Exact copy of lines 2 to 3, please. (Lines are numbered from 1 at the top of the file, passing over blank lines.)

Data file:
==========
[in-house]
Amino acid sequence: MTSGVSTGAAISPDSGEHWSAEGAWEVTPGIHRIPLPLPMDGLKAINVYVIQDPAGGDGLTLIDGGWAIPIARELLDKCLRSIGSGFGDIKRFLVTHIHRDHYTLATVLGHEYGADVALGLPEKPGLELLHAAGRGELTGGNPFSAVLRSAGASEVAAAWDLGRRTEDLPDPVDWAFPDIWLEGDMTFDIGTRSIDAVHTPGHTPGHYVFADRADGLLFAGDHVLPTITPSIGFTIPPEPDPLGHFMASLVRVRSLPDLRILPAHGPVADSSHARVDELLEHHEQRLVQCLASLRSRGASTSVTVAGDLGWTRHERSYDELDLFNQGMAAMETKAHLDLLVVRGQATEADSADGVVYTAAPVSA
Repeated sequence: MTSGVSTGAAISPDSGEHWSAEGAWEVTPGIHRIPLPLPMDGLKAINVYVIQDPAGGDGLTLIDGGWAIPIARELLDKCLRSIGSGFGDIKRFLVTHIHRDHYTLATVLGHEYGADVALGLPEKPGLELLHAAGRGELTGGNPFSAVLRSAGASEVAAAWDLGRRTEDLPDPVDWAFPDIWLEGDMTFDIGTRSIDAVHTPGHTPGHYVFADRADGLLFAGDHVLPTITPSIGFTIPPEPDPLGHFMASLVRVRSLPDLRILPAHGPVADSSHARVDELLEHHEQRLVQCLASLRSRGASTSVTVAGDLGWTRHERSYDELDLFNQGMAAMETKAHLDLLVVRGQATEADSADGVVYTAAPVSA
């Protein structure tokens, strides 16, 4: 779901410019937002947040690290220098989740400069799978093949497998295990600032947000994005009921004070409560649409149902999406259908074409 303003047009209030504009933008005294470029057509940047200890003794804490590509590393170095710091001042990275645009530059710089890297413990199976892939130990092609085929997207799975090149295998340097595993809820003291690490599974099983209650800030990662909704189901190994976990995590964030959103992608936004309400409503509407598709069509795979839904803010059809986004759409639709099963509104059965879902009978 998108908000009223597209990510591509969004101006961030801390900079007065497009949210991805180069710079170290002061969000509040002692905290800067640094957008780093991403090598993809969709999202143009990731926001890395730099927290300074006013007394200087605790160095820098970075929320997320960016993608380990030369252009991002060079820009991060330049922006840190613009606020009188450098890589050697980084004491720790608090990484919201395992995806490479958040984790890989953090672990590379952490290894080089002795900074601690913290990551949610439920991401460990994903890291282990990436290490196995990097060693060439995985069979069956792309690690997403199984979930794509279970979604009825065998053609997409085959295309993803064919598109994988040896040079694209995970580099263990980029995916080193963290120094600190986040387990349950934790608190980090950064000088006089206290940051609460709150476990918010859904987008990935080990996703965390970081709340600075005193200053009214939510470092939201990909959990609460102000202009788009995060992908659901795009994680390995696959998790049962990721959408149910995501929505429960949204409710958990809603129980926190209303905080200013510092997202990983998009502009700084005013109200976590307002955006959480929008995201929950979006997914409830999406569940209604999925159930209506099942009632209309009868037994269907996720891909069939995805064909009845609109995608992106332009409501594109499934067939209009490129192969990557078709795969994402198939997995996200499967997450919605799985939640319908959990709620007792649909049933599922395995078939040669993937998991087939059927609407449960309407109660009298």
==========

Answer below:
Amino acid sequence: MTSGVSTGAAISPDSGEHWSAEGAWEVTPGIHRIPLPLPMDGLKAINVYVIQDPAGGDGLTLIDGGWAIPIARELLDKCLRSIGSGFGDIKRFLVTHIHRDHYTLATVLGHEYGADVALGLPEKPGLELLHAAGRGELTGGNPFSAVLRSAGASEVAAAWDLGRRTEDLPDPVDWAFPDIWLEGDMTFDIGTRSIDAVHTPGHTPGHYVFADRADGLLFAGDHVLPTITPSIGFTIPPEPDPLGHFMASLVRVRSLPDLRILPAHGPVADSSHARVDELLEHHEQRLVQCLASLRSRGASTSVTVAGDLGWTRHERSYDELDLFNQGMAAMETKAHLDLLVVRGQATEADSADGVVYTAAPVSA
Repeated sequence: MTSGVSTGAAISPDSGEHWSAEGAWEVTPGIHRIPLPLPMDGLKAINVYVIQDPAGGDGLTLIDGGWAIPIARELLDKCLRSIGSGFGDIKRFLVTHIHRDHYTLATVLGHEYGADVALGLPEKPGLELLHAAGRGELTGGNPFSAVLRSAGASEVAAAWDLGRRTEDLPDPVDWAFPDIWLEGDMTFDIGTRSIDAVHTPGHTPGHYVFADRADGLLFAGDHVLPTITPSIGFTIPPEPDPLGHFMASLVRVRSLPDLRILPAHGPVADSSHARVDELLEHHEQRLVQCLASLRSRGASTSVTVAGDLGWTRHERSYDELDLFNQGMAAMETKAHLDLLVVRGQATEADSADGVVYTAAPVSA